'Procurement errors' led to Lambeth's alleged fraud

16 February 2006
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16 February 2006 | Rebecca Ellinor

Errors and omissions at Lambeth council allowed an alleged procurement fraud of £2.8 million to go ahead.

That is the conclusion of an internal control review conducted by the authority's auditors PricewaterhouseCoopers.

As reported by SM (News, 17 November 2005) purchasers, finance and housing staff were investigated after a former employee allegedly managed to process purchase orders for central heating equipment from a firm in which he had an interest.

A police inquiry was launched, together with an independent disciplinary probe into the incident. PricewaterhouseCoopers simultaneously held an internal audit which has now concluded.

A council document into the matter reveals the PwC review found that there were "inadequate reference checks and errors and omissions in relation to procurement, contract monitoring and the authorisation of payments".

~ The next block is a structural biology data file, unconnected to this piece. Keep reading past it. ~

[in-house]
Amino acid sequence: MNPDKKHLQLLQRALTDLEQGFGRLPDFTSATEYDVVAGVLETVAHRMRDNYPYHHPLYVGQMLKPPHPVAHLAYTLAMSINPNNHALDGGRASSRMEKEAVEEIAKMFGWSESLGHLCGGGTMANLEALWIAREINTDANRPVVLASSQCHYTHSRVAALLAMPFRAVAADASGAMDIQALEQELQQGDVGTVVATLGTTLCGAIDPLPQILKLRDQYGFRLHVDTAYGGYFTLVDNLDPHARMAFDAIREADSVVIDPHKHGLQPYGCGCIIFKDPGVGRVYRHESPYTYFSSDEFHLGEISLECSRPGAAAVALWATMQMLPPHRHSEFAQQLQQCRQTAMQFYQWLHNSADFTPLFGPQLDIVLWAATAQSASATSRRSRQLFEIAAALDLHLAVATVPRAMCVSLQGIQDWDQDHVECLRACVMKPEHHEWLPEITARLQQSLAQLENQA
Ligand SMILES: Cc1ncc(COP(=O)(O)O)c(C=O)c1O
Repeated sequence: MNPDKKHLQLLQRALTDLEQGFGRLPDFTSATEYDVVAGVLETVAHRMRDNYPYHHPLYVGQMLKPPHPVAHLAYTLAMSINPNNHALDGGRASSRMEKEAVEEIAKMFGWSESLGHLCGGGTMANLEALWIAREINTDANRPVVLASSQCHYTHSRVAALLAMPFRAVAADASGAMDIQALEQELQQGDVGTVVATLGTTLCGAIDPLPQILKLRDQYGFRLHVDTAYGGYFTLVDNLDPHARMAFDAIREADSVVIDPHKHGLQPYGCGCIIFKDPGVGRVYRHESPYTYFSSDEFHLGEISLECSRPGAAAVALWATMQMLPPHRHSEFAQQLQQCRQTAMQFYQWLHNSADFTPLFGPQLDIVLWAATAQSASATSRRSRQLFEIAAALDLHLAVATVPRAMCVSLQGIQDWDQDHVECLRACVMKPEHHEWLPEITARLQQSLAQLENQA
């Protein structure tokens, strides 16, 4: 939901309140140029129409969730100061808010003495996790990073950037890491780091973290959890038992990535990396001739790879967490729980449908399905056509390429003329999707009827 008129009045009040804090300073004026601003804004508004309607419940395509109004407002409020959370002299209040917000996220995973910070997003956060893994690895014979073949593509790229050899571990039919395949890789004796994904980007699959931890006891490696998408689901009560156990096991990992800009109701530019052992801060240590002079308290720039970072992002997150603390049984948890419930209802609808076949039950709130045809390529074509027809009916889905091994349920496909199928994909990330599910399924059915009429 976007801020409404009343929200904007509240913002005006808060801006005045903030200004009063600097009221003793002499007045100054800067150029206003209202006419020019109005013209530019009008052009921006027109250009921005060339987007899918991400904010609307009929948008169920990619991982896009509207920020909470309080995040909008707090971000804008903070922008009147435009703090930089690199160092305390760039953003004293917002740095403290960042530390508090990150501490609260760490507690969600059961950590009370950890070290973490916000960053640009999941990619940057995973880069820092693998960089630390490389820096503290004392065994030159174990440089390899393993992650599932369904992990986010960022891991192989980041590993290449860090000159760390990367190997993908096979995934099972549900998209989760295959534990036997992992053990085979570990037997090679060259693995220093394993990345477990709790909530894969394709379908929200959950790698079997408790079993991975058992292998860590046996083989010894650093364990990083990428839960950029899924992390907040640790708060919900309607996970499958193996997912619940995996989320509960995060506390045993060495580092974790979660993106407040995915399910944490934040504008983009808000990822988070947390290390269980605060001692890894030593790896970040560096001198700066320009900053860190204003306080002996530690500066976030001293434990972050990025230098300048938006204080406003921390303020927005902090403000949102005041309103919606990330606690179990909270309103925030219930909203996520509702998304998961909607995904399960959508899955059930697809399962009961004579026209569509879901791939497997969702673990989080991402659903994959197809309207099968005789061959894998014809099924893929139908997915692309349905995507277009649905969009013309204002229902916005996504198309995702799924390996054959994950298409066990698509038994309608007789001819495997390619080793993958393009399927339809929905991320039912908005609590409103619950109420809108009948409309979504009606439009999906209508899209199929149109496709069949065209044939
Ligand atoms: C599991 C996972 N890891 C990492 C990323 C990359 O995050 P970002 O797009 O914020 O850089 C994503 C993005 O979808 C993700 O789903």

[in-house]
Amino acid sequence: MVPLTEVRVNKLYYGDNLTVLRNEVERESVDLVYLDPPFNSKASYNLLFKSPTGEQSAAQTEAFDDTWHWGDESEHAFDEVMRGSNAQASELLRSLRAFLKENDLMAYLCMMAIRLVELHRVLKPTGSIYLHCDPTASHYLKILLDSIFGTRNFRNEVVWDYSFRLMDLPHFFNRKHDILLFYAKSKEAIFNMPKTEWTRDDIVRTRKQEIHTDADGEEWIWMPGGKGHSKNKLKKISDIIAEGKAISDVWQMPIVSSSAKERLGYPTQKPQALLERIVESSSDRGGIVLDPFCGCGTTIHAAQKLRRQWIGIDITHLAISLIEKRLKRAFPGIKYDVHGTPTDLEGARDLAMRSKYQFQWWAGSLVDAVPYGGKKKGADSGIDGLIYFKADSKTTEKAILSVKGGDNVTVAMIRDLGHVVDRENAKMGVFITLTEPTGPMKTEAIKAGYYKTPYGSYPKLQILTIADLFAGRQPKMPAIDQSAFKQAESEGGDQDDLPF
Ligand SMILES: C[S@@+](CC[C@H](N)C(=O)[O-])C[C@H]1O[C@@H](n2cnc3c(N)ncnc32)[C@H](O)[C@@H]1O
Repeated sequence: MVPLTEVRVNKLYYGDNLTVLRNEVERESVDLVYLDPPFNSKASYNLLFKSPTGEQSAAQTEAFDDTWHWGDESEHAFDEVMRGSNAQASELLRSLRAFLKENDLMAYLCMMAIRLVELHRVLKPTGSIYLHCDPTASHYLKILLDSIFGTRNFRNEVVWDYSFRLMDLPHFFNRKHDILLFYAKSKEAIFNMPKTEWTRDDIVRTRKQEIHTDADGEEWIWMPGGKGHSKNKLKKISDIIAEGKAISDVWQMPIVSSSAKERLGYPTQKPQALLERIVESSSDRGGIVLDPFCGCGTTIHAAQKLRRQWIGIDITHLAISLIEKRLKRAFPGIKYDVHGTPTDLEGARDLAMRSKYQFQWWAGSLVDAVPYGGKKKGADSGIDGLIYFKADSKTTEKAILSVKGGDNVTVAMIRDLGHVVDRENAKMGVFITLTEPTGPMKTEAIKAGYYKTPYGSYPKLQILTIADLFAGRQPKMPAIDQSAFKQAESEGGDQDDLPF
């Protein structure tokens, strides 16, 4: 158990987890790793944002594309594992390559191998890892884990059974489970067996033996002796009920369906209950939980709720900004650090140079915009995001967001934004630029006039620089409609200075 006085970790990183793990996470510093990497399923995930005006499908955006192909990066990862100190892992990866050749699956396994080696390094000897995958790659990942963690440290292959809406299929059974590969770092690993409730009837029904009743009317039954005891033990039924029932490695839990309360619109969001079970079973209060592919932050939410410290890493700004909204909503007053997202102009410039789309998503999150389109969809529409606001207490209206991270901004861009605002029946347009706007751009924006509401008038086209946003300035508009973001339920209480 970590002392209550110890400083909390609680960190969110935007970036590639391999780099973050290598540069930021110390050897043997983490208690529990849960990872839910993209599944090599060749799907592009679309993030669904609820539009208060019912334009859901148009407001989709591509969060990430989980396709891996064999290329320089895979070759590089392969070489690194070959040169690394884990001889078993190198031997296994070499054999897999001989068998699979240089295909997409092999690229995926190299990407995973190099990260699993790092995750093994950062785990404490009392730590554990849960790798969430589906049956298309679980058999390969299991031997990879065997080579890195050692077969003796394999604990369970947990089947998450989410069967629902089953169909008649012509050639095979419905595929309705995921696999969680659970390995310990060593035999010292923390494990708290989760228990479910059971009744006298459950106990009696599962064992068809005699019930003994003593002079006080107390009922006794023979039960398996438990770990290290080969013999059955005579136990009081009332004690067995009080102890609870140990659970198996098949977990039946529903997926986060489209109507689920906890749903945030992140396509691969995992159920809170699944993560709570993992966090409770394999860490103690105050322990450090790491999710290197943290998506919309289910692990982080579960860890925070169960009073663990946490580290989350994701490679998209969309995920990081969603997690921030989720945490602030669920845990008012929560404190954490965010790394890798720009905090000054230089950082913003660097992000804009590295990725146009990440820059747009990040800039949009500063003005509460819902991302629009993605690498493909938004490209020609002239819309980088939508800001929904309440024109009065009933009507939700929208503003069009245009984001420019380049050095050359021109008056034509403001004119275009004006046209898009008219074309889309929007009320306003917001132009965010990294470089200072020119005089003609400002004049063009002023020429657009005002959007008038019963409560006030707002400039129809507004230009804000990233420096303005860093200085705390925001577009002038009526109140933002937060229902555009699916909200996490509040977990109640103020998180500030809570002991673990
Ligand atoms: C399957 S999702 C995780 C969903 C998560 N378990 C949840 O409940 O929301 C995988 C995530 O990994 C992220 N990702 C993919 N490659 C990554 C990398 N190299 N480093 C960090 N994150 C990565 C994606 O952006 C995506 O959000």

It said all major contract awards in housing now need the endorsement of the department's commissioning team before they can be approved. Retraining programmes on finance procedures for all managers are continuing. This includes a course entitled 'managing avoidable losses' which has been adapted to focus particularly on major procurement.

The independent inquiry led by the former chief executive of Westminster City Council, Bill Roots, set up to examine the actions of staff has now also concluded and, as a result, four employees have been suspended pending possible disciplinary action.

Police are still investigating the case of Alex Watson Jones, the former project manager at the authority, who is alleged to have committed the fraud.

The council is now trying to recover the money lost in the incident through a civil action.


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